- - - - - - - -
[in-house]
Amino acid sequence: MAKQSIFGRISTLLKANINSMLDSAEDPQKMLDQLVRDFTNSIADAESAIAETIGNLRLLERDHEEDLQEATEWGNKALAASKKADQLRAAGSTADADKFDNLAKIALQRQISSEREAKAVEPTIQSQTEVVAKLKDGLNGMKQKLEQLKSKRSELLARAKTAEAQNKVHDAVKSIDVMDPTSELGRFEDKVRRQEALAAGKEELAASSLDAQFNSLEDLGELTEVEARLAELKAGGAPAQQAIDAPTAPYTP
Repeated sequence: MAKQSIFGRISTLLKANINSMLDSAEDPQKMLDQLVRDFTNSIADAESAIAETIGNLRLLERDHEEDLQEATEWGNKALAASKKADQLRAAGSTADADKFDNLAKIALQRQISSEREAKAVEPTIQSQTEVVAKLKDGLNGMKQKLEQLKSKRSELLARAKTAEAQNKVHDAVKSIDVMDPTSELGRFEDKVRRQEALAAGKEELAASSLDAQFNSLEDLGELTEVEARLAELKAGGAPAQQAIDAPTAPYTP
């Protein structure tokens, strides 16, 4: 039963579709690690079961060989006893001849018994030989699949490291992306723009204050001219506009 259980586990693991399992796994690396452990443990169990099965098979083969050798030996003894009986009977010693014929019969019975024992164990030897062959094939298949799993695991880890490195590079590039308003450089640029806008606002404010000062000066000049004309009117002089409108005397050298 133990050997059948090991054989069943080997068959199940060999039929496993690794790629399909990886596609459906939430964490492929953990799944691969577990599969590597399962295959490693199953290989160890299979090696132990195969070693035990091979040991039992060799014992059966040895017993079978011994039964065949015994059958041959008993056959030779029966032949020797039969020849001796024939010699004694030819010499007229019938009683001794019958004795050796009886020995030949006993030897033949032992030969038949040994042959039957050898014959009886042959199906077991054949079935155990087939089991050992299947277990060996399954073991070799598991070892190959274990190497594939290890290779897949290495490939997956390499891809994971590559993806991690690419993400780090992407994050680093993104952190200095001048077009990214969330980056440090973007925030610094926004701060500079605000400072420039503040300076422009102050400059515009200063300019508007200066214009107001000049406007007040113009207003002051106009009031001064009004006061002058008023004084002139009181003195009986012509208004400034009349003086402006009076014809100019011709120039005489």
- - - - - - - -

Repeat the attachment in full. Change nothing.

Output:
[in-house]
Amino acid sequence: MAKQSIFGRISTLLKANINSMLDSAEDPQKMLDQLVRDFTNSIADAESAIAETIGNLRLLERDHEEDLQEATEWGNKALAASKKADQLRAAGSTADADKFDNLAKIALQRQISSEREAKAVEPTIQSQTEVVAKLKDGLNGMKQKLEQLKSKRSELLARAKTAEAQNKVHDAVKSIDVMDPTSELGRFEDKVRRQEALAAGKEELAASSLDAQFNSLEDLGELTEVEARLAELKAGGAPAQQAIDAPTAPYTP
Repeated sequence: MAKQSIFGRISTLLKANINSMLDSAEDPQKMLDQLVRDFTNSIADAESAIAETIGNLRLLERDHEEDLQEATEWGNKALAASKKADQLRAAGSTADADKFDNLAKIALQRQISSEREAKAVEPTIQSQTEVVAKLKDGLNGMKQKLEQLKSKRSELLARAKTAEAQNKVHDAVKSIDVMDPTSELGRFEDKVRRQEALAAGKEELAASSLDAQFNSLEDLGELTEVEARLAELKAGGAPAQQAIDAPTAPYTP
């Protein structure tokens, strides 16, 4: 039963579709690690079961060989006893001849018994030989699949490291992306723009204050001219506009 259980586990693991399992796994690396452990443990169990099965098979083969050798030996003894009986009977010693014929019969019975024992164990030897062959094939298949799993695991880890490195590079590039308003450089640029806008606002404010000062000066000049004309009117002089409108005397050298 133990050997059948090991054989069943080997068959199940060999039929496993690794790629399909990886596609459906939430964490492929953990799944691969577990599969590597399962295959490693199953290989160890299979090696132990195969070693035990091979040991039992060799014992059966040895017993079978011994039964065949015994059958041959008993056959030779029966032949020797039969020849001796024939010699004694030819010499007229019938009683001794019958004795050796009886020995030949006993030897033949032992030969038949040994042959039957050898014959009886042959199906077991054949079935155990087939089991050992299947277990060996399954073991070799598991070892190959274990190497594939290890290779897949290495490939997956390499891809994971590559993806991690690419993400780090992407994050680093993104952190200095001048077009990214969330980056440090973007925030610094926004701060500079605000400072420039503040300076422009102050400059515009200063300019508007200066214009107001000049406007007040113009207003002051106009009031001064009004006061002058008023004084002139009181003195009986012509208004400034009349003086402006009076014809100019011709120039005489």